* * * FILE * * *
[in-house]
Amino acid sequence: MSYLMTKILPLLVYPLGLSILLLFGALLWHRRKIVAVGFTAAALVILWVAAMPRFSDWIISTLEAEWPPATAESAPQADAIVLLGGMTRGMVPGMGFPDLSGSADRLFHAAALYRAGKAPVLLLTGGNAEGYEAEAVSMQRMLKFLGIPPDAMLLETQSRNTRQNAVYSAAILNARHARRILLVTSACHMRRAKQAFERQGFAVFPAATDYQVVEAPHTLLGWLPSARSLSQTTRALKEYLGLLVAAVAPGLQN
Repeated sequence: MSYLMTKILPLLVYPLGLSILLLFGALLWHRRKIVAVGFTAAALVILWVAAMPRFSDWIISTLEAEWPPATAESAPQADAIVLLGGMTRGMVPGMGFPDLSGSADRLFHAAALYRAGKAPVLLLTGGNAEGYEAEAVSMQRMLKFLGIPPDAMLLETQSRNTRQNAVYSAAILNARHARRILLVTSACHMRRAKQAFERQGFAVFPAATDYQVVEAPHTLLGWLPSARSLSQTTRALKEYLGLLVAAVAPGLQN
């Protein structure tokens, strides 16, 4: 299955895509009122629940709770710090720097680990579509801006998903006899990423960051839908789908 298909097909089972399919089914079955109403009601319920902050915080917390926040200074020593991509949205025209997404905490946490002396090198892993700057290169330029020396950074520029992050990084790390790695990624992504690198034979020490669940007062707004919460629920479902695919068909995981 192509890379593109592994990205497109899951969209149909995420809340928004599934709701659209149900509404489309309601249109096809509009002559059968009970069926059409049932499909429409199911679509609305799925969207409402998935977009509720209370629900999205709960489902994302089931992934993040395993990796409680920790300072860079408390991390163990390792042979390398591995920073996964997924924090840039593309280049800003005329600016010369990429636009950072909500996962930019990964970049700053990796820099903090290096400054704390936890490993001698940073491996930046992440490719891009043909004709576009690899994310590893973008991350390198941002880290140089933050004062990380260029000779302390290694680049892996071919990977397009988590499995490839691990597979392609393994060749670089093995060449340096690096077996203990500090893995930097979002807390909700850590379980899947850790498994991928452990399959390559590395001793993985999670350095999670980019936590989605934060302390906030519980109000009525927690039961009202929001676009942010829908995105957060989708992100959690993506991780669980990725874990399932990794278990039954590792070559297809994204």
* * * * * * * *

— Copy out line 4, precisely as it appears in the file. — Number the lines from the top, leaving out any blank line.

């Protein structure tokens, strides 16, 4: 299955895509009122629940709770710090720097680990579509801006998903006899990423960051839908789908 298909097909089972399919089914079955109403009601319920902050915080917390926040200074020593991509949205025209997404905490946490002396090198892993700057290169330029020396950074520029992050990084790390790695990624992504690198034979020490669940007062707004919460629920479902695919068909995981 192509890379593109592994990205497109899951969209149909995420809340928004599934709701659209149900509404489309309601249109096809509009002559059968009970069926059409049932499909429409199911679509609305799925969207409402998935977009509720209370629900999205709960489902994302089931992934993040395993990796409680920790300072860079408390991390163990390792042979390398591995920073996964997924924090840039593309280049800003005329600016010369990429636009950072909500996962930019990964970049700053990796820099903090290096400054704390936890490993001698940073491996930046992440490719891009043909004709576009690899994310590893973008991350390198941002880290140089933050004062990380260029000779302390290694680049892996071919990977397009988590499995490839691990597979392609393994060749670089093995060449340096690096077996203990500090893995930097979002807390909700850590379980899947850790498994991928452990399959390559590395001793993985999670350095999670980019936590989605934060302390906030519980109000009525927690039961009202929001676009942010829908995105957060989708992100959690993506991780669980990725874990399932990794278990039954590792070559297809994204």